Re: Hybrid Lead/Lithium


James Alton
 

I am using the Victron Super Pak Lithium batteries with the internal BMS along with a high quality German made Sonnenschien gel battery on my Amel.  I like the internal BMS in each individual battery concept better than the external because I feel it is a safer way to go.  The external BMS systems are very appealing and allow a lot more monitoring but it seems to me that there are still possible scenarios that could be dangerous that the  internal BMS option would protect against.  One scenario that comes to mind would be the batteries being charged by a temporary charging source that was not connected so that the external BMS could talk to it.  In such a scenario,  the internal BMS should disconnect the battery if any charging source exceeds a preset voltage.  Overcharging Lithium cells the main thing that you need to worry about with Lithium.  The gel battery is in parallel with the Lithiums and could handle house loads if for instance lightning destroyed the BMS's in the Lithiums or if the Lithiums we're somehow overcharged and disconnected. The gel is also a nice filter for the Lithiums and doesn't care about alternator electrical noise etc.   I personally would be leery of connecting Lithium with a common low quality lead acid battery.  What happens if you get a short in your lead acid battery and it is connected to a big bank of Lithiums?   I installed the high quality Sonnenschien batteries in boats for decades and have never had one fail in a bad way regardless of the abuse. One battery that is a similar vintage had a 1/4" hope drilled right through the case by the customer and it was caulked over, nothing came out.  The life expectancy is so long that I would often build these maintenance free batteries into the cabinetry of the boat.  These gels have virtually no self discharge and can be left without charging for up to two years so if they are healthy they will not pull down the Lithiums. They do have lower energy density than other lead acid batteries which is one downside and the cost is high.  Because the Lithiums hold about 13.2 volts during discharge the Gel doesn't really do much work unless the bow thruster is used or the Lithiums we're to ever be depleted or fail.  I look at the batteries on my boat as a critical system so I like having the gel.battery backup. One could lose their boat if power failed at the wrong time after all.  By the way, the Sonnenschien gel that is installed on my boat was purchased from a customer who wanted his 8 hear old Sonnenechien batteries changed ahead of a circumnavigation. (which he completed.)  That battery is now well over 20 years old and still seems healthy though given the age I want to replace it with a new battery.  So those are my thoughts and current solution. This is of course an evolving technology.   James Alton SV Sueno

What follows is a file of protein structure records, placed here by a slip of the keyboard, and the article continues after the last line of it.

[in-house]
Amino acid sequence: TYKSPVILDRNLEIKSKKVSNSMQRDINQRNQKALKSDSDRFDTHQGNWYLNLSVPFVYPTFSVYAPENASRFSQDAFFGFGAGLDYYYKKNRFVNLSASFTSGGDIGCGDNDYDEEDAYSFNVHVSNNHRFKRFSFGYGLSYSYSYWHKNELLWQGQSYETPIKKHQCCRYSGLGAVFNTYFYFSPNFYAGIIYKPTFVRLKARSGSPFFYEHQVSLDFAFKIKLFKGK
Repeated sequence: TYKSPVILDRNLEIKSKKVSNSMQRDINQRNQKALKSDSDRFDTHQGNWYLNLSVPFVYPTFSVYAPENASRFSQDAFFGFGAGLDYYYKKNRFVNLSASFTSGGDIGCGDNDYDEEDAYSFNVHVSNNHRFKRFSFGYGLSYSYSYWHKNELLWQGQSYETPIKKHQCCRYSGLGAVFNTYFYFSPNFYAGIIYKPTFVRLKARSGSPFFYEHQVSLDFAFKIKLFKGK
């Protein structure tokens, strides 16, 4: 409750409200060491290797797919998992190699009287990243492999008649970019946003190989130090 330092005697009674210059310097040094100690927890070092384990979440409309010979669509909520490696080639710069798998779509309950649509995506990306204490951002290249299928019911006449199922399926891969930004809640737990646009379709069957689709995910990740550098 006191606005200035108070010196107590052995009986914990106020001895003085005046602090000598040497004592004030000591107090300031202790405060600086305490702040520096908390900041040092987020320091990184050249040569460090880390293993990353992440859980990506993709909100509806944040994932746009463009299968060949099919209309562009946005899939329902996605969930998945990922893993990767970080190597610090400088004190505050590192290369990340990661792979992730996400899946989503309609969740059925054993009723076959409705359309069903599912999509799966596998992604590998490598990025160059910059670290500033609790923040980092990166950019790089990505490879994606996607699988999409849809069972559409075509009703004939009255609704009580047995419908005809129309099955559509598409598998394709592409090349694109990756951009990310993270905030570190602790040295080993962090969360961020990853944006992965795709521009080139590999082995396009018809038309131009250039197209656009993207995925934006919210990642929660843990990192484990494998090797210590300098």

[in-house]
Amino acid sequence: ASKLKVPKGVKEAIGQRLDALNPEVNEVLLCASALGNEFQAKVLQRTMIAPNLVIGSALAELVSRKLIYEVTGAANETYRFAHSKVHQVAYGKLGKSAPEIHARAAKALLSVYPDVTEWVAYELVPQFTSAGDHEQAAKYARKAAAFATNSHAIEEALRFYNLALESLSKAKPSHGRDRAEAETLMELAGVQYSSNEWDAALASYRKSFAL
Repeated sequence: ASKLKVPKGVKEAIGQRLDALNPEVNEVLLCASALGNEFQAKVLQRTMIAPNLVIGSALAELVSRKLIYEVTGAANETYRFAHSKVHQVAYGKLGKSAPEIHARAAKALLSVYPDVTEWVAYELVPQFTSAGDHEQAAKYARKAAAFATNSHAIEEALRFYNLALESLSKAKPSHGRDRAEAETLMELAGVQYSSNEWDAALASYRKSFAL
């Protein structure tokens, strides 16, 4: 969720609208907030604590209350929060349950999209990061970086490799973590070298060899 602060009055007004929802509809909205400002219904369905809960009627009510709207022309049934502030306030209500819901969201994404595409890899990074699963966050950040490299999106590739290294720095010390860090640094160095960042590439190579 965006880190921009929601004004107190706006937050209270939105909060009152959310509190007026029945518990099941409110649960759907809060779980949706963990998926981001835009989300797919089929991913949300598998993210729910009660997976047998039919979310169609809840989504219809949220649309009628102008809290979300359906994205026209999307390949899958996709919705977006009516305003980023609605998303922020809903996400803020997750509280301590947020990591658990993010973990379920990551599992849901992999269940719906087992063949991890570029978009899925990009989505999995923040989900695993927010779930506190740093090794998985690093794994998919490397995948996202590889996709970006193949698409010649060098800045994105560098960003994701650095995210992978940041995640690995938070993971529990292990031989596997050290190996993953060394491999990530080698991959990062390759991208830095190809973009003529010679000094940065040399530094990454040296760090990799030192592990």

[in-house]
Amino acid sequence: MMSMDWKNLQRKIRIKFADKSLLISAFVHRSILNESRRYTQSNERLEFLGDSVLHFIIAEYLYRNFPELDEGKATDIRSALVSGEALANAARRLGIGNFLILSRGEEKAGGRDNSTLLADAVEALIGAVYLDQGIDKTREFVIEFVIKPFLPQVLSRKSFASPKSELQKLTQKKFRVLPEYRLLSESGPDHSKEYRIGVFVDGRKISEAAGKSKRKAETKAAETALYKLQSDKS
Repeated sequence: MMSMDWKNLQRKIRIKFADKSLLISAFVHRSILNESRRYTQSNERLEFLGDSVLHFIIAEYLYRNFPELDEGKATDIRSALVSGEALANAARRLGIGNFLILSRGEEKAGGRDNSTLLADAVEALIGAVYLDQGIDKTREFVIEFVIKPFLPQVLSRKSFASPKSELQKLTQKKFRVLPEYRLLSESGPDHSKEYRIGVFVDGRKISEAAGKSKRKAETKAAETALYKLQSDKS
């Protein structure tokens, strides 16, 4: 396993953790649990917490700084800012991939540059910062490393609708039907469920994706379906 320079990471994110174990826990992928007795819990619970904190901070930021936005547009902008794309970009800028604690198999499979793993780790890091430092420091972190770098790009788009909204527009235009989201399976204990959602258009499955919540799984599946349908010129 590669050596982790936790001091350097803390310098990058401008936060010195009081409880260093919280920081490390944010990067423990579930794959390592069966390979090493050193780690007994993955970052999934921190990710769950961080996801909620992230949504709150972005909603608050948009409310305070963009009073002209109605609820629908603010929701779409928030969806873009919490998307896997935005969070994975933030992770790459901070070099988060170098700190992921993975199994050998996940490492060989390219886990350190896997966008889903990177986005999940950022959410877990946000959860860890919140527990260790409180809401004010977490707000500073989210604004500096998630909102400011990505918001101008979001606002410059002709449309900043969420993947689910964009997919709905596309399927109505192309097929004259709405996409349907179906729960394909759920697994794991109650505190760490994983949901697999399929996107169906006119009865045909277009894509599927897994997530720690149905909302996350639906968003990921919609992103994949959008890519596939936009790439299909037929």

On Thu, Dec 16, 2021 at 5:40 AM, Dean Gillies
<stella@...> wrote:

Nick,
On the subject of safety ... 

A couple of years ago when I started thinking about a hybrid solution, I frequently heard the risk statement "you can't mix chemistries" because apparently bad things will happen. (I have a cartoon picture in my mind of a mad professor dropping lumps Lithium into sulphuric acid in a beaker producing lots of coloured smoke lol.)

I have never seen any explanation of what that actually means.  What exactly is the worst bad thing that happens when you 'mix chemistries"?  I would love to know.

There is an electrical interaction between the battery types, and it's important to understand how that can play out in worst-case scenarios. What else?

My safety assessment was focussed on risks which are peculiar to lithium and an interconnected hybrid architecture. There are plenty of risks with lead batteries which are also extant in lithium batteries. These are important, but are not reasons to discount LFP. 

Dean
SV STELLA
A54-154

 

 

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